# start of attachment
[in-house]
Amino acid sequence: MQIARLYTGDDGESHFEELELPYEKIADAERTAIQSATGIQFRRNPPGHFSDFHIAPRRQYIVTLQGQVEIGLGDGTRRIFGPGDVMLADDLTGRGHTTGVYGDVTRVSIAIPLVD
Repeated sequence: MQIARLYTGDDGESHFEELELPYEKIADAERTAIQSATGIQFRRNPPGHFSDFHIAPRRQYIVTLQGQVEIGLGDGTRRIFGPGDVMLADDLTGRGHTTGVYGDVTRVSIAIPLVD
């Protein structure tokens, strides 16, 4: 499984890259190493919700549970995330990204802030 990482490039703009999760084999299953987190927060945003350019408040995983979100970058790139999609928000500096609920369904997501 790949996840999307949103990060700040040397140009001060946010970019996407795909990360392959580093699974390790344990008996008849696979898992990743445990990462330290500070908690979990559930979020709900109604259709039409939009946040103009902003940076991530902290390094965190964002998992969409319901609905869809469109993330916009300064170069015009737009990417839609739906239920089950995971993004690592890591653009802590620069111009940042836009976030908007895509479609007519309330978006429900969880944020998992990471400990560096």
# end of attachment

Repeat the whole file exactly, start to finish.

[in-house]
Amino acid sequence: MQIARLYTGDDGESHFEELELPYEKIADAERTAIQSATGIQFRRNPPGHFSDFHIAPRRQYIVTLQGQVEIGLGDGTRRIFGPGDVMLADDLTGRGHTTGVYGDVTRVSIAIPLVD
Repeated sequence: MQIARLYTGDDGESHFEELELPYEKIADAERTAIQSATGIQFRRNPPGHFSDFHIAPRRQYIVTLQGQVEIGLGDGTRRIFGPGDVMLADDLTGRGHTTGVYGDVTRVSIAIPLVD
């Protein structure tokens, strides 16, 4: 499984890259190493919700549970995330990204802030 990482490039703009999760084999299953987190927060945003350019408040995983979100970058790139999609928000500096609920369904997501 790949996840999307949103990060700040040397140009001060946010970019996407795909990360392959580093699974390790344990008996008849696979898992990743445990990462330290500070908690979990559930979020709900109604259709039409939009946040103009902003940076991530902290390094965190964002998992969409319901609905869809469109993330916009300064170069015009737009990417839609739906239920089950995971993004690592890591653009802590620069111009940042836009976030908007895509479609007519309330978006429900969880944020998992990471400990560096």